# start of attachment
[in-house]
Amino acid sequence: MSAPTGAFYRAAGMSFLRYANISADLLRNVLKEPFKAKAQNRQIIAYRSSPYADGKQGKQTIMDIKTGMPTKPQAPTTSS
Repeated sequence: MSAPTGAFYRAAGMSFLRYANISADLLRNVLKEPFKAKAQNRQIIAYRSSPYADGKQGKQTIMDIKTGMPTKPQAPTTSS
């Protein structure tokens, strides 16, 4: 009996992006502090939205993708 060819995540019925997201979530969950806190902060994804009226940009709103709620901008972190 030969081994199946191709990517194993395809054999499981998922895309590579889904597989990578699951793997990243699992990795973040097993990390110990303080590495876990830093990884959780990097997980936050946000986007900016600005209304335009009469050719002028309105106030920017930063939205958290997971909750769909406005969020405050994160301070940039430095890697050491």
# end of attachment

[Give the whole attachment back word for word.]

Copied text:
[in-house]
Amino acid sequence: MSAPTGAFYRAAGMSFLRYANISADLLRNVLKEPFKAKAQNRQIIAYRSSPYADGKQGKQTIMDIKTGMPTKPQAPTTSS
Repeated sequence: MSAPTGAFYRAAGMSFLRYANISADLLRNVLKEPFKAKAQNRQIIAYRSSPYADGKQGKQTIMDIKTGMPTKPQAPTTSS
């Protein structure tokens, strides 16, 4: 009996992006502090939205993708 060819995540019925997201979530969950806190902060994804009226940009709103709620901008972190 030969081994199946191709990517194993395809054999499981998922895309590579889904597989990578699951793997990243699992990795973040097993990390110990303080590495876990830093990884959780990097997980936050946000986007900016600005209304335009009469050719002028309105106030920017930063939205958290997971909750769909406005969020405050994160301070940039430095890697050491």